Jessica White | Staff Writer
In popular video games such as “Halo” and “Call of Duty,” the player’s objective is to stab, shoot and blow up other players. The games are often criticized for their violence, but virtual reality researcher Rachel Wagner said they can be viewed as religious experiences.
Virtual experiences such as stories, films and video games are forms of world-building that serve as ways for people to make sense of their own worlds — activity that is arguably and patently religious, she said. Video games are interactive, with players making sense of a reality someone else created, so they also shape emotion and behavior more than other types of storytelling.
“In a game without obvious religious components, you can have a religious experience,” she said.
Wagner will discuss video games and virtual reality working functionally as religion and how recognizable religion is portrayed in games, at 2 p.m. Friday in the Hall of Philosophy. Her lecture, “Godwired: Religion, Ritual and Virtual Reality,” shares the title of her new book.
Wagner, a professor of religion at Ithaca College, is a pioneer in her study of virtual reality as a religious experience. Hers is the first single-authored book on the subject, and many of her fellow researchers are still students — some of whom she taught.
She looks at several forms of media but focuses on video games, because that area is largely unexplored. In games, Wagner studies rituals, storytelling, community and violence. Some people define religion as the social glue that holds people together, she said, and there are elements of gaming that create that ritual and community.
“I ask questions like whether it’s possible to do virtual harm,” Wagner said. “Can you virtually sin?”
Wagner also studies intentionally religious video games, such as “BIG Bible Town” — though she said there are not many.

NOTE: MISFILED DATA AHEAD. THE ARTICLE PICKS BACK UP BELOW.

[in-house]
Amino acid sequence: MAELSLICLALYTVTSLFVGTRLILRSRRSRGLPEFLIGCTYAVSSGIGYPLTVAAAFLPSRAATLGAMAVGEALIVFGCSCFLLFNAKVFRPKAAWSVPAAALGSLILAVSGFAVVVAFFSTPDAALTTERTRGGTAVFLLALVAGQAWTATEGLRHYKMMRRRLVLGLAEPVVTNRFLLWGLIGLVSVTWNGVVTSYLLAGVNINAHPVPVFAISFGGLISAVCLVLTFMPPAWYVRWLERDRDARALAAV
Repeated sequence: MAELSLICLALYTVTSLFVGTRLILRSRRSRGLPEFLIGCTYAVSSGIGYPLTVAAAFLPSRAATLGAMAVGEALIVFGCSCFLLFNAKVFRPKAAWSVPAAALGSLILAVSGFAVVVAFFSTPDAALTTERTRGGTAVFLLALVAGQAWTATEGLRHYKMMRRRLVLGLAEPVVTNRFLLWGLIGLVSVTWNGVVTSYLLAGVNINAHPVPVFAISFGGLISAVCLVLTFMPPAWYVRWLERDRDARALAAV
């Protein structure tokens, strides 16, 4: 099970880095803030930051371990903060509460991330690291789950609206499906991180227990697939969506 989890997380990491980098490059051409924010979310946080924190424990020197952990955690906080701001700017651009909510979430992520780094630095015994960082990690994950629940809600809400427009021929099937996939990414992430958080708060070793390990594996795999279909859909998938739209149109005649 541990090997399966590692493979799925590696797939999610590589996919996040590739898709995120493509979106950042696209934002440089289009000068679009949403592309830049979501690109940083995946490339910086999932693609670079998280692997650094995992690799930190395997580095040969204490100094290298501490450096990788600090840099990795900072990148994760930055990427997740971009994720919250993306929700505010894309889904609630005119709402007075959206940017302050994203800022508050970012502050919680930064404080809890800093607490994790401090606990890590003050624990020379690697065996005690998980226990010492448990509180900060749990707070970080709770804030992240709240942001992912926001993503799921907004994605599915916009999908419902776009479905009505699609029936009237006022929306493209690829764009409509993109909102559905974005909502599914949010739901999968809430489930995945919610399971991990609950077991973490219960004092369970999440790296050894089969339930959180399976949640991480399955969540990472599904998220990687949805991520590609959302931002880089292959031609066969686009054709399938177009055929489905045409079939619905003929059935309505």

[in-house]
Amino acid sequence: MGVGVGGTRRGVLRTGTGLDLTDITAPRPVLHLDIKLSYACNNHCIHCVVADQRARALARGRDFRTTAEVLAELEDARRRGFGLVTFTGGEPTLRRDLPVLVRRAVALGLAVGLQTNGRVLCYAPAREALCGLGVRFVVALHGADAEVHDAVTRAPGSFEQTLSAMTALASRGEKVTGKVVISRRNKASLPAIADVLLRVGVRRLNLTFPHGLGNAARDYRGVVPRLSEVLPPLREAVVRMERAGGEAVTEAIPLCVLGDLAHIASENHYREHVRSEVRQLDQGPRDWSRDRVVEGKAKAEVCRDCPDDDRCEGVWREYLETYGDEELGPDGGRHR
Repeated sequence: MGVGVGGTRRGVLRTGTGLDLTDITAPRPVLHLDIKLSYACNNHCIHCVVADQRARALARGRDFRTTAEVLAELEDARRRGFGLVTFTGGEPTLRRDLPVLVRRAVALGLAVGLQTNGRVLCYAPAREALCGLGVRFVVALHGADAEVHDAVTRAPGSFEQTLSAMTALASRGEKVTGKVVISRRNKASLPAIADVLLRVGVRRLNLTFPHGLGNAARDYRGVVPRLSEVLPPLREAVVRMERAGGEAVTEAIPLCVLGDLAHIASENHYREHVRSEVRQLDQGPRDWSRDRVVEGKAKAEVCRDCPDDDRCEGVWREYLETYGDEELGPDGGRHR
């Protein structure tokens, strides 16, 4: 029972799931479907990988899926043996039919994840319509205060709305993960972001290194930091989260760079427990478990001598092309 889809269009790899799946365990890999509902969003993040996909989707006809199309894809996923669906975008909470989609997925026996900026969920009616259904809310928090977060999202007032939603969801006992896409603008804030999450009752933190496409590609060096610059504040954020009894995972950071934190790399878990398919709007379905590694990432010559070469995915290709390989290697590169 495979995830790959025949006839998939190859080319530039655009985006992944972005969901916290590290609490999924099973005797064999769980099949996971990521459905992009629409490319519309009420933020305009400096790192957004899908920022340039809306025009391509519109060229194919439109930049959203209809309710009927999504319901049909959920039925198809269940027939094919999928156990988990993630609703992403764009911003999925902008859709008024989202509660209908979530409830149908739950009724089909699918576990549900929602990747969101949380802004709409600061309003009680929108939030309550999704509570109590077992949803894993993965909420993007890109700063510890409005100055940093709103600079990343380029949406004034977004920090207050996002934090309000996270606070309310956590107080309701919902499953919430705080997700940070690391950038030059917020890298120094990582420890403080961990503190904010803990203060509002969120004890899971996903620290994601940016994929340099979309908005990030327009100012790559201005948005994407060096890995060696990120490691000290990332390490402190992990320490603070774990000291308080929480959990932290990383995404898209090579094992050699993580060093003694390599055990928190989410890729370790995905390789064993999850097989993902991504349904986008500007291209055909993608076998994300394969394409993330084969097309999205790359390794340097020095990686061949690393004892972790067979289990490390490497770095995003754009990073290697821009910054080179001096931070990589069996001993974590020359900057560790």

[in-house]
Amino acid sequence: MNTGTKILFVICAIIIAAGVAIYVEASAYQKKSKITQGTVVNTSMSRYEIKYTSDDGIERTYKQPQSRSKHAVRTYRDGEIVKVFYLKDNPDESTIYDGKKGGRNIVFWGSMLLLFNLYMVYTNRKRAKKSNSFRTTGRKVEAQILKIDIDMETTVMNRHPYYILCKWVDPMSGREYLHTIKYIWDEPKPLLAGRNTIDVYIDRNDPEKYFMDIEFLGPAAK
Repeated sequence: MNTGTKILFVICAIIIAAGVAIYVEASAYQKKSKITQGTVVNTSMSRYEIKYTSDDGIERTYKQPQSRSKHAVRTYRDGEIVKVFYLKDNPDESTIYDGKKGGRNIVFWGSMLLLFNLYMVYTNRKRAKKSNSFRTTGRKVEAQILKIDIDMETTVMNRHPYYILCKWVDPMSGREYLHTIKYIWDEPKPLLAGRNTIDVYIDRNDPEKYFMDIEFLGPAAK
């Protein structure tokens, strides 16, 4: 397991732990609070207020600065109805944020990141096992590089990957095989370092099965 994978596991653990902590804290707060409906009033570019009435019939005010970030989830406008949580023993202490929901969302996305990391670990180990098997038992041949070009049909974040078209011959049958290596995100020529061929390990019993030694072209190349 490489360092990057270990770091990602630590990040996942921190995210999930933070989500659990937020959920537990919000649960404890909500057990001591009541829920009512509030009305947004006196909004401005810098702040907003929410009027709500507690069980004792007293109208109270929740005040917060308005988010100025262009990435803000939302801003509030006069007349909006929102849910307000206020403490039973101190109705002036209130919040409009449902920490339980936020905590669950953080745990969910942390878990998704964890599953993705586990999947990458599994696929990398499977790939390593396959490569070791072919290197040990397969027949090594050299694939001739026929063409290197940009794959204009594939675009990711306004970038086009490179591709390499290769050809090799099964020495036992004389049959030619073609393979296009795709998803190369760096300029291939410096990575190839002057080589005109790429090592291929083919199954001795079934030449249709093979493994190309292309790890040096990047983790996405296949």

“There can be theological consequences for the ways that we experience a story if we can actually play in it,” she said. “A lot of Christian designers and religious designers around the world will be very careful about what you can and can’t do. So in (“BIG Bible Town”) you cannot play, for example, as Moses or as Jesus.”
Games such as virtual football or racing are the exception, Wagner said, and players probably will not have much of a religious experience. They may have diluted forms of ritual experience, because there is structure that shapes behavior, but there may not be consequences for how the player creates meaning in the world of the game.
“So let’s say you’re playing a shooting game that takes place in Iraq, and you’re supposed to shoot people who come out of mosques,” she said. “There’s a game like that, and I think that game can have real consequences for how you perceive inter-religious encounter in real life.”
Wagner, who grew up in the generation of Pac-Man, said she does not play many video games, but her students and 18-year-old son help her.
“I’m very interested; I watch what games come out, and I keep track of the storylines and look at the experiences,” she said, “but in terms of actually having the reflexes — I try, I’m just no good at it.”